The significance (?) of statistical significance

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Carl Bialik, in his “The Numbers Guy” column in the Wall Street Journal, takes a closer look at statistical significance and discussed the premise that “you can have a real effect which is nonetheless trivial in the practical sense.”

We often see this in health care news stories – in which the emphasis may be solely on statistical significance in a study without any mention of its clinical significance – or what difference the finding may really have on peoples’ lives.

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Susan FItzgerald

April 5, 2011 at 12:32 pm

Statistical significance = if it couldn’t be chance, it must be the drug — Hah! This is why you see the FDA approving new drugs that don’t do much of anything except make people a lot of money and drive up medical costs.
Between placebo and nocebo effects, margin of error and cherry-picking facts, there isn’t much medication I would consider taking, certainly nothing on the market less than two years. Even if it doesn’t do what it’s supposed to, that drug will certainly have negative side-effects.

Joe McCarthy

April 6, 2011 at 7:46 am

I was surprised to learn that the origin of the [in]famous label “lies, damn lies, and statistics” is medicine. Gilles Frydman began a November 2008 post on e-Patients.net about Lies, Damn Lies and Statistics: Collective Statistical Illiteracy with the following historical quote:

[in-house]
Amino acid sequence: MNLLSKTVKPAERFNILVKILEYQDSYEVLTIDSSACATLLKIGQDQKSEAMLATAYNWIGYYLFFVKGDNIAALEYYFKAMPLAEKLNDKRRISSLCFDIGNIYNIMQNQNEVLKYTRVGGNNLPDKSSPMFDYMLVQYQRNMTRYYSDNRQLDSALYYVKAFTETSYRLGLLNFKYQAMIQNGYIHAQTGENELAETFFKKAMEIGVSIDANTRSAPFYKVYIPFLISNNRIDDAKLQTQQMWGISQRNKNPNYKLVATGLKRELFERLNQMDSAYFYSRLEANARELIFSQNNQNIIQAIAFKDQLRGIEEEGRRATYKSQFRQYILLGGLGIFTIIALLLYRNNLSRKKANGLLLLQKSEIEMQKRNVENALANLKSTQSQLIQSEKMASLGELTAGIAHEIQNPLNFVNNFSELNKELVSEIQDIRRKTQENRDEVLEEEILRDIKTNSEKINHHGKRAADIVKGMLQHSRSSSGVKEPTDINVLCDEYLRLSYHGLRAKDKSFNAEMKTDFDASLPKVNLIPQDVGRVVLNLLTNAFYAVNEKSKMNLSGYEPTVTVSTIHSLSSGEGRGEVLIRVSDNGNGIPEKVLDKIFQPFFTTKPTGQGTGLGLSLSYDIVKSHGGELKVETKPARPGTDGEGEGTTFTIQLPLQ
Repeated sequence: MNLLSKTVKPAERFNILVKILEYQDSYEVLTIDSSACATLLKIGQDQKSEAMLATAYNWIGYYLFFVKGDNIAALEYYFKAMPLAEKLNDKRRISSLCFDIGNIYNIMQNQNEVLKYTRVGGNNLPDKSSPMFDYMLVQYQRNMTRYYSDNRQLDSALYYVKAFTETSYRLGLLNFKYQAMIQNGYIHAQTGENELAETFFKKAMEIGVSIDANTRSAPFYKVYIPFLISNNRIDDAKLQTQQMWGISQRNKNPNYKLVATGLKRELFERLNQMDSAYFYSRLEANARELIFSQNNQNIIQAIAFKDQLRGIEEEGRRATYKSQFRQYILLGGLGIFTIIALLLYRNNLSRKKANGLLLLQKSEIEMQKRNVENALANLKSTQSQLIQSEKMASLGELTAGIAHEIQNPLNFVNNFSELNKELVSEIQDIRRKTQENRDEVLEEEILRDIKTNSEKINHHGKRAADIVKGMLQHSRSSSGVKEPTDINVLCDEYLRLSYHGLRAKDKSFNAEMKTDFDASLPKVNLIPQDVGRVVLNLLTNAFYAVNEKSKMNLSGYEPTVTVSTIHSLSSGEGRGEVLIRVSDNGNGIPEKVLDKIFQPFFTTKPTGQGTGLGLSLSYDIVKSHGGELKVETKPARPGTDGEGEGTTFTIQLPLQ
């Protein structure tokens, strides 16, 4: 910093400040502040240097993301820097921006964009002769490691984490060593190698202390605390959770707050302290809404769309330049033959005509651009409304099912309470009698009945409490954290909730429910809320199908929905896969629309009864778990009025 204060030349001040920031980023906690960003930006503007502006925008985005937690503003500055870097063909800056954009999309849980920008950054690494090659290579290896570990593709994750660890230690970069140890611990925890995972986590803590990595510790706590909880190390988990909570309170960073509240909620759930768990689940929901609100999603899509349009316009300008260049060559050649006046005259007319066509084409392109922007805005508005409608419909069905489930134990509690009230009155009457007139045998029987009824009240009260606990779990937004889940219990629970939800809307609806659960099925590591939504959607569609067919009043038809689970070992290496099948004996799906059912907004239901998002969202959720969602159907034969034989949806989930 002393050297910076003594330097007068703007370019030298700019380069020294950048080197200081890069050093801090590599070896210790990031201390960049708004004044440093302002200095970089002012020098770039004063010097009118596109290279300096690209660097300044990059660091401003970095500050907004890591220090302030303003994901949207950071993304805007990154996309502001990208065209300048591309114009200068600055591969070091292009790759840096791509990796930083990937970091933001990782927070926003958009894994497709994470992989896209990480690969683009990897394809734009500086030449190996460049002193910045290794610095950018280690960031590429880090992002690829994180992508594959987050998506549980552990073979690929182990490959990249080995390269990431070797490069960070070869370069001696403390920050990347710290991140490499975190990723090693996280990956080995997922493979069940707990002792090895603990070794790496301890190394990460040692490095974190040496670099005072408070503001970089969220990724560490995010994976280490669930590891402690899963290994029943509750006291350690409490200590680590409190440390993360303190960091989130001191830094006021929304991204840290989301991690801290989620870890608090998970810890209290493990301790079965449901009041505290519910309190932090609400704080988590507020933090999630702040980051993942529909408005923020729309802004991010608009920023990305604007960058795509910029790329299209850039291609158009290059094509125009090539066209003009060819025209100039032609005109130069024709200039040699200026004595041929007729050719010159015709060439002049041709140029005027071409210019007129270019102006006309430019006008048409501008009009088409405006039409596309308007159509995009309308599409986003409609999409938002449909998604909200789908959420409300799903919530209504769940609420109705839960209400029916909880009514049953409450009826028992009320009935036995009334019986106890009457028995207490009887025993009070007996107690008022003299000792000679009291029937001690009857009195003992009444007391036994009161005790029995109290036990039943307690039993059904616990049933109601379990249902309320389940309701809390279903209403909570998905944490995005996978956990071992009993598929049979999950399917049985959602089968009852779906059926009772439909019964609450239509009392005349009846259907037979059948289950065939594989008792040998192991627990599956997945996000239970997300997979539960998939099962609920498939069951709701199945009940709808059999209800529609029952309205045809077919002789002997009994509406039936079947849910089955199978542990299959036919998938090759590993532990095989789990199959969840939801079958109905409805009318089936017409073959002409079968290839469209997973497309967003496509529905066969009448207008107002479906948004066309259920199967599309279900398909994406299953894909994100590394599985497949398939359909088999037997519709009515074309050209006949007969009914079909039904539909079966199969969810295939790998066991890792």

“Look at the dozens of operations by me this year without a death,” says the operator. His less enthusiastic neighbor thinks of the proverbial kinds of falsehoods, “lies, damned lies and statistics” and replies “reports of large number of cases subjected to operations seldom fail to beget a suspicion of unjustifiable risk”.

In “Some Surgical Sins”, John B. Robert A.M, M.D., Chairman’s Address on Surgery and Anatomy, 45th Meeting of the AMA, June 1894.

Phillipa Rispin

April 6, 2011 at 9:03 am

For an amusing take on statistical significance, see today’s XKCD:
http://xkcd.com/882/
Mouse over the bottom panel for a pop-up.